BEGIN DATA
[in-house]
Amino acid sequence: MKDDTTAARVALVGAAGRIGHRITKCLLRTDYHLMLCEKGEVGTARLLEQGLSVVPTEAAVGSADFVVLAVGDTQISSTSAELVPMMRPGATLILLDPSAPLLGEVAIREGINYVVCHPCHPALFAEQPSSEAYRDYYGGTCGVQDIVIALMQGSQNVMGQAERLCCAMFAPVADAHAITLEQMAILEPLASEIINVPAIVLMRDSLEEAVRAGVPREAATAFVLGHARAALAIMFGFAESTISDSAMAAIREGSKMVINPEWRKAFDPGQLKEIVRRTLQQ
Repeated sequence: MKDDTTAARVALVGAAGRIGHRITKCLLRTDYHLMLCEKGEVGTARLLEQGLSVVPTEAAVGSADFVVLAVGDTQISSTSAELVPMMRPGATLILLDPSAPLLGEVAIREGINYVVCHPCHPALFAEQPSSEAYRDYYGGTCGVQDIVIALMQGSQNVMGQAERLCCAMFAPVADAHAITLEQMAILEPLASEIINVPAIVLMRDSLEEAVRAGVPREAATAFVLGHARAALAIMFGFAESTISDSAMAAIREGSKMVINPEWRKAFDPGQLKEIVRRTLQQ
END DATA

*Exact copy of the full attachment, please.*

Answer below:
[in-house]
Amino acid sequence: MKDDTTAARVALVGAAGRIGHRITKCLLRTDYHLMLCEKGEVGTARLLEQGLSVVPTEAAVGSADFVVLAVGDTQISSTSAELVPMMRPGATLILLDPSAPLLGEVAIREGINYVVCHPCHPALFAEQPSSEAYRDYYGGTCGVQDIVIALMQGSQNVMGQAERLCCAMFAPVADAHAITLEQMAILEPLASEIINVPAIVLMRDSLEEAVRAGVPREAATAFVLGHARAALAIMFGFAESTISDSAMAAIREGSKMVINPEWRKAFDPGQLKEIVRRTLQQ
Repeated sequence: MKDDTTAARVALVGAAGRIGHRITKCLLRTDYHLMLCEKGEVGTARLLEQGLSVVPTEAAVGSADFVVLAVGDTQISSTSAELVPMMRPGATLILLDPSAPLLGEVAIREGINYVVCHPCHPALFAEQPSSEAYRDYYGGTCGVQDIVIALMQGSQNVMGQAERLCCAMFAPVADAHAITLEQMAILEPLASEIINVPAIVLMRDSLEEAVRAGVPREAATAFVLGHARAALAIMFGFAESTISDSAMAAIREGSKMVINPEWRKAFDPGQLKEIVRRTLQQ